How to Hunt Public-Land Elk with Dieter Kaboth
Day 1: Dieter Kaboth Explains Bowhunting Elk on Public Lands
Editor’s Note: Dieter Kaboth of Orofino, Idaho, a member of the Hunter’s Specialties’ National Pro Staff and longtime avid elk hunter, is a four-time World Champion elk bugler. Although Kaboth has hunted elk many times on ranch land, he primarily hunts public lands. He’s called-in hundreds of elk but only has taken 52. Most of the time he’s calling-in elk for friends and family members.
In Oregon, elk season starts the third week in August. During the beginning of elk season, which is before the Labor Day weekend, the bulls aren’t very vocal. Although I don’t know where the bulls are located, at this time of year, I generally call-in the biggest bulls of the season. Too, during this time, the bulls haven’t mated yet, so they generally are congregated in bachelor groups.
To successfully take bulls with a bow during archery season, find an area with a lot of elk sign. You’ll generally identify these types of places on a north-facing slope with water drainages. I’ll go to these sites in the evening. Since I know the elk are in the region and can hear me, I’ll start calling. Typically, the bull will come-in silently, and I won’t even know he’s there until I see him or he gets downwind of my location and smells me.
I use both cow and bull calls when I’m hunting early-season elk. To get the bulls to come-in, I create an illusion of two bulls calling to each other. I’ll use a call that sounds like a herd bull and call in one direction. Then I’ll use a different call that may sound like a young satellite bull and call in the other direction. Since I’m trying to get the elk out of their beds just before they feed at night, I’ll start this type of calling at about 5:30 pm, call about every 10 to 12 minutes and wait on the bulls to move to me.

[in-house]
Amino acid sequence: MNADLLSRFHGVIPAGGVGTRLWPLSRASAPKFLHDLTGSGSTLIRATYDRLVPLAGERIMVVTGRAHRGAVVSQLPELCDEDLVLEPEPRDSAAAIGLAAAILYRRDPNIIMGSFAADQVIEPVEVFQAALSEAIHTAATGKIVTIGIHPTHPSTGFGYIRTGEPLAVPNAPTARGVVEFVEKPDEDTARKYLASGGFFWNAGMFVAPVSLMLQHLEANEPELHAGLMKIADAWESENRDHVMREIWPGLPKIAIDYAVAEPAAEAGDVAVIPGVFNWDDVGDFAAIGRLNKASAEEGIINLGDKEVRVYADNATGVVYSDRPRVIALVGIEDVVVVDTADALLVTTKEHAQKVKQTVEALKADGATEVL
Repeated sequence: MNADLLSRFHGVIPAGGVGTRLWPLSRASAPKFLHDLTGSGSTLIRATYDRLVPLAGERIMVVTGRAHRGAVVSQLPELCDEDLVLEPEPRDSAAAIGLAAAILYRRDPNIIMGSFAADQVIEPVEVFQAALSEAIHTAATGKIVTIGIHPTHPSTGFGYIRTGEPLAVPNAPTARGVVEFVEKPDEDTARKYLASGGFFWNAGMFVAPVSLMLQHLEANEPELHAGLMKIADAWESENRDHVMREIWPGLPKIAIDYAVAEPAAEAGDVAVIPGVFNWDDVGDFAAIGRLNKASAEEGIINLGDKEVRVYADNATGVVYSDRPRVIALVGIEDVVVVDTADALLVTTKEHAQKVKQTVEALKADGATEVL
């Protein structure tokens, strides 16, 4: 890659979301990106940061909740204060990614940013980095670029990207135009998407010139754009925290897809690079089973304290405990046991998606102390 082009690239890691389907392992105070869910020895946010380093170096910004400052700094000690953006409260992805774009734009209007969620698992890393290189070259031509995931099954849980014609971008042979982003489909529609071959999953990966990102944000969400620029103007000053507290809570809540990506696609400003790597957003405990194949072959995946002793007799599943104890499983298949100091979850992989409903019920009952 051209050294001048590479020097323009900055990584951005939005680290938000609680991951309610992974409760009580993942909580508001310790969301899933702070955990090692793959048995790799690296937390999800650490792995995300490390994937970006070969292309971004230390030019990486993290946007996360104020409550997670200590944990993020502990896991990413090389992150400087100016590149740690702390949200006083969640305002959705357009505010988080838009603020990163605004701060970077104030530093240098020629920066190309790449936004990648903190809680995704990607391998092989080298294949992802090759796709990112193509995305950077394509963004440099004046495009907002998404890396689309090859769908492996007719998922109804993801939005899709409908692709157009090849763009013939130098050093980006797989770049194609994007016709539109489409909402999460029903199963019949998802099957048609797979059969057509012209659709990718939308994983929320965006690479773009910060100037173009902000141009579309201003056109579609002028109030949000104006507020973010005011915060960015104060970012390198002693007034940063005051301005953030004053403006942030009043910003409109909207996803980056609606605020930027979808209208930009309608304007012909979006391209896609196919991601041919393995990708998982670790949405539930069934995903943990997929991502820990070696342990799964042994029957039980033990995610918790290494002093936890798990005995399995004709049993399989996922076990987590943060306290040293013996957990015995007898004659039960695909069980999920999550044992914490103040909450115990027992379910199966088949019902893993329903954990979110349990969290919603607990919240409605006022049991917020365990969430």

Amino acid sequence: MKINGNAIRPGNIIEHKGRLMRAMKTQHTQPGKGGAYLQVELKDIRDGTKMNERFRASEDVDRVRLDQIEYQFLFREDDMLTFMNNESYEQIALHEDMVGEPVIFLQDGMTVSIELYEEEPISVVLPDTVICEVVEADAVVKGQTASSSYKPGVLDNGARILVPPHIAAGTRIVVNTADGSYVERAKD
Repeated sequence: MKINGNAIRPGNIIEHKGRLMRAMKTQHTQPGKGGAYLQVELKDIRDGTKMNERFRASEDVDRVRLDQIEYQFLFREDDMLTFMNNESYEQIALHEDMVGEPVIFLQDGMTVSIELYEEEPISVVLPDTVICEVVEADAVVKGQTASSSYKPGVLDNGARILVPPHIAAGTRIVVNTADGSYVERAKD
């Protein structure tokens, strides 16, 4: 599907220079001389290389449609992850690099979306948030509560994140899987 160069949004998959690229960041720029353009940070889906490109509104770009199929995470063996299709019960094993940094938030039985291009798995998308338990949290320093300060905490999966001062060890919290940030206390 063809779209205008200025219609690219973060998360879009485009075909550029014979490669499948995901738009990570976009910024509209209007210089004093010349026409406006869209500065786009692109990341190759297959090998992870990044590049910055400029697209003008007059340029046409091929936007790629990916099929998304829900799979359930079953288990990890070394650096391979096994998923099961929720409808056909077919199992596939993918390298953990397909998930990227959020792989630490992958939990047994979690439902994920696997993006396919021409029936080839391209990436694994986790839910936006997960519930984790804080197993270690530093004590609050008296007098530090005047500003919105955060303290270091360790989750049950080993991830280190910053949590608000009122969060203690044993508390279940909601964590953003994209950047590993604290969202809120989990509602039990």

At this time of year, in the early elk season, I use a slightly-different set-up. I want a crossing wind, so the wind is coming from my left or my right. I’ll put my hunter facing the wind but downwind of me about 70 yards. As a bull covers ground, he’ll more than likely come in downwind. By putting my hunter about 70-yards downwind of me with his bow, then when the bull arrives and crosses the wind carrying the scent of the bull he thinks he’s heard, my hunter will be able to get the shot.
I also give cow calls, with my favorite being the Hunter’s Specialties’ Fight’n Cow Call. I’ve called-in more bulls with the Fight’n Cow Call than any other call I’ve ever used. But you need other elk calls to also give the illusion of a herd of elk. I use the Hunter’s Specialties’ Bull Hooker Cow Call, the diaphragm elk calls, the Squeeze Me Elk Calls and the Estrus Squeeze Me Elk Cow Call. To paint a realistic picture in a bull’s mind of a herd of elk, I’ll give the herd bull call and then a satellite bull call in another direction. I want the bull I’m trying to call-in to think that the ole herd bull has quite a few cows around him already, and that this satellite bull is bugling back and forth to him.
You have to remember that elk are herd animals and like to be with other elk. If you can make the sounds of a herd of elk calling to the bull, enticing the bull to come into a herd is much easier than calling him to one lone elk. I’ll use a Hunter’s Specialties’ diaphragm call with an elk bugle and the Mac Daddy. I prefer the Mac Daddy, because it produces a high-pitched squeal I can’t get from a diaphragm call alone. I’ve won several World Elk Calling Championships using the Mac Daddy. Too, I’ll use the triple-reed Hunter’s Specialties’ Infinity Latex Diaphragm call. I use both double- and triple-reed calls when I’m bugling and trying to sound like a bull elk.
For more information about hunting elk, check-out the new Kindle ebooks by John E. Phillips, “PhD Elk” and “Secrets for Hunting Elk,” both available by going to www.amazon.com/kindle and typing in the names of the books. Too, you can download a free Kindle app to read the books on your iPad, SmartPhone or computer.